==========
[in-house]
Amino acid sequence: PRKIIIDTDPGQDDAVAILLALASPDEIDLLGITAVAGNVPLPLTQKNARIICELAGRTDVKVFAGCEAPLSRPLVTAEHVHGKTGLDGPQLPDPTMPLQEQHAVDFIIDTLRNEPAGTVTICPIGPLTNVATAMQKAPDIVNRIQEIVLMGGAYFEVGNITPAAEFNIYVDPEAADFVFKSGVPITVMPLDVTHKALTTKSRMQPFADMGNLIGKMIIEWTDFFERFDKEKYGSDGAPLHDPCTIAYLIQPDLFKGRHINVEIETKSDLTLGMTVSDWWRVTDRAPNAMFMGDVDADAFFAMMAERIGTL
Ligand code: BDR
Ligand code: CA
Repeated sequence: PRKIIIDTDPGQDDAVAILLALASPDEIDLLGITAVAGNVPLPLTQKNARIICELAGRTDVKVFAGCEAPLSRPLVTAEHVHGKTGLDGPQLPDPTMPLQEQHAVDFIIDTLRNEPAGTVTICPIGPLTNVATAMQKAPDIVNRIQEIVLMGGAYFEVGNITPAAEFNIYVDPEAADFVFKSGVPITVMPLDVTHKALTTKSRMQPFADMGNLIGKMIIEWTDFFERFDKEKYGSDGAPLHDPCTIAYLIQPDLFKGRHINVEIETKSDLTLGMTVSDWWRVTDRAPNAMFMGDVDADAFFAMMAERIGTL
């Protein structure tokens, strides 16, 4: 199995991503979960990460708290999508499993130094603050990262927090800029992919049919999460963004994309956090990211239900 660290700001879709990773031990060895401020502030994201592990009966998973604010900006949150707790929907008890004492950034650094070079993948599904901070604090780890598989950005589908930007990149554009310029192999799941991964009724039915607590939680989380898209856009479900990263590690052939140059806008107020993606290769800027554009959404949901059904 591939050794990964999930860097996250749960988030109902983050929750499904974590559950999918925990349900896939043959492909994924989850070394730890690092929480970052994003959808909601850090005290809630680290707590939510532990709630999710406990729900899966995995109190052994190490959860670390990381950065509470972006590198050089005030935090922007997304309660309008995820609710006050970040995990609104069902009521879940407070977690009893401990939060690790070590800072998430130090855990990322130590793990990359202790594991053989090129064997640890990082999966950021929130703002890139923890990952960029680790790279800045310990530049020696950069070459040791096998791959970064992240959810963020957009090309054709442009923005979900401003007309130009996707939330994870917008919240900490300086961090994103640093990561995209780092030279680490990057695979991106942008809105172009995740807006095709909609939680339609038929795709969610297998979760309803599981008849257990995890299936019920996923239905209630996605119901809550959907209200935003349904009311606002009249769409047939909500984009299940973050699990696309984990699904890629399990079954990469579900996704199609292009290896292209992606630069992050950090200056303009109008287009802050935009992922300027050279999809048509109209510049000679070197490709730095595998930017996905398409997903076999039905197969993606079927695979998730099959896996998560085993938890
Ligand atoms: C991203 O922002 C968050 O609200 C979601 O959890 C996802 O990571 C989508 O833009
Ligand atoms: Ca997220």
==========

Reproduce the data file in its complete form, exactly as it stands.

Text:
[in-house]
Amino acid sequence: PRKIIIDTDPGQDDAVAILLALASPDEIDLLGITAVAGNVPLPLTQKNARIICELAGRTDVKVFAGCEAPLSRPLVTAEHVHGKTGLDGPQLPDPTMPLQEQHAVDFIIDTLRNEPAGTVTICPIGPLTNVATAMQKAPDIVNRIQEIVLMGGAYFEVGNITPAAEFNIYVDPEAADFVFKSGVPITVMPLDVTHKALTTKSRMQPFADMGNLIGKMIIEWTDFFERFDKEKYGSDGAPLHDPCTIAYLIQPDLFKGRHINVEIETKSDLTLGMTVSDWWRVTDRAPNAMFMGDVDADAFFAMMAERIGTL
Ligand code: BDR
Ligand code: CA
Repeated sequence: PRKIIIDTDPGQDDAVAILLALASPDEIDLLGITAVAGNVPLPLTQKNARIICELAGRTDVKVFAGCEAPLSRPLVTAEHVHGKTGLDGPQLPDPTMPLQEQHAVDFIIDTLRNEPAGTVTICPIGPLTNVATAMQKAPDIVNRIQEIVLMGGAYFEVGNITPAAEFNIYVDPEAADFVFKSGVPITVMPLDVTHKALTTKSRMQPFADMGNLIGKMIIEWTDFFERFDKEKYGSDGAPLHDPCTIAYLIQPDLFKGRHINVEIETKSDLTLGMTVSDWWRVTDRAPNAMFMGDVDADAFFAMMAERIGTL
């Protein structure tokens, strides 16, 4: 199995991503979960990460708290999508499993130094603050990262927090800029992919049919999460963004994309956090990211239900 660290700001879709990773031990060895401020502030994201592990009966998973604010900006949150707790929907008890004492950034650094070079993948599904901070604090780890598989950005589908930007990149554009310029192999799941991964009724039915607590939680989380898209856009479900990263590690052939140059806008107020993606290769800027554009959404949901059904 591939050794990964999930860097996250749960988030109902983050929750499904974590559950999918925990349900896939043959492909994924989850070394730890690092929480970052994003959808909601850090005290809630680290707590939510532990709630999710406990729900899966995995109190052994190490959860670390990381950065509470972006590198050089005030935090922007997304309660309008995820609710006050970040995990609104069902009521879940407070977690009893401990939060690790070590800072998430130090855990990322130590793990990359202790594991053989090129064997640890990082999966950021929130703002890139923890990952960029680790790279800045310990530049020696950069070459040791096998791959970064992240959810963020957009090309054709442009923005979900401003007309130009996707939330994870917008919240900490300086961090994103640093990561995209780092030279680490990057695979991106942008809105172009995740807006095709909609939680339609038929795709969610297998979760309803599981008849257990995890299936019920996923239905209630996605119901809550959907209200935003349904009311606002009249769409047939909500984009299940973050699990696309984990699904890629399990079954990469579900996704199609292009290896292209992606630069992050950090200056303009109008287009802050935009992922300027050279999809048509109209510049000679070197490709730095595998930017996905398409997903076999039905197969993606079927695979998730099959896996998560085993938890
Ligand atoms: C991203 O922002 C968050 O609200 C979601 O959890 C996802 O990571 C989508 O833009
Ligand atoms: Ca997220």